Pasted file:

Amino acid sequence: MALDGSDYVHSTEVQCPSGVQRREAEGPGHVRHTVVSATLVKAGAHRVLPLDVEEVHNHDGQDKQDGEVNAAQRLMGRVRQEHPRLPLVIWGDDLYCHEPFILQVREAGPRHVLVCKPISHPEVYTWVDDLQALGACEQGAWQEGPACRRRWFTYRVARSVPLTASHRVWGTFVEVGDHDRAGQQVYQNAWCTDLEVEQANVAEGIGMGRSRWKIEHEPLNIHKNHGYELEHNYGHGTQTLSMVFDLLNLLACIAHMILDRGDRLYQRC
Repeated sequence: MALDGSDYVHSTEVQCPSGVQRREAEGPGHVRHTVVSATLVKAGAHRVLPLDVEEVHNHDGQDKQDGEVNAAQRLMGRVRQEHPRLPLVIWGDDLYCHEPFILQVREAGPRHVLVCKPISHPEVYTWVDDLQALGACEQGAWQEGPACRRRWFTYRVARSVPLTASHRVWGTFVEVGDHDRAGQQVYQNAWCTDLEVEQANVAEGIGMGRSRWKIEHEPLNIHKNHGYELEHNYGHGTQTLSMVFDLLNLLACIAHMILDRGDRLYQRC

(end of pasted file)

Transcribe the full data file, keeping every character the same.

Amino acid sequence: MALDGSDYVHSTEVQCPSGVQRREAEGPGHVRHTVVSATLVKAGAHRVLPLDVEEVHNHDGQDKQDGEVNAAQRLMGRVRQEHPRLPLVIWGDDLYCHEPFILQVREAGPRHVLVCKPISHPEVYTWVDDLQALGACEQGAWQEGPACRRRWFTYRVARSVPLTASHRVWGTFVEVGDHDRAGQQVYQNAWCTDLEVEQANVAEGIGMGRSRWKIEHEPLNIHKNHGYELEHNYGHGTQTLSMVFDLLNLLACIAHMILDRGDRLYQRC
Repeated sequence: MALDGSDYVHSTEVQCPSGVQRREAEGPGHVRHTVVSATLVKAGAHRVLPLDVEEVHNHDGQDKQDGEVNAAQRLMGRVRQEHPRLPLVIWGDDLYCHEPFILQVREAGPRHVLVCKPISHPEVYTWVDDLQALGACEQGAWQEGPACRRRWFTYRVARSVPLTASHRVWGTFVEVGDHDRAGQQVYQNAWCTDLEVEQANVAEGIGMGRSRWKIEHEPLNIHKNHGYELEHNYGHGTQTLSMVFDLLNLLACIAHMILDRGDRLYQRC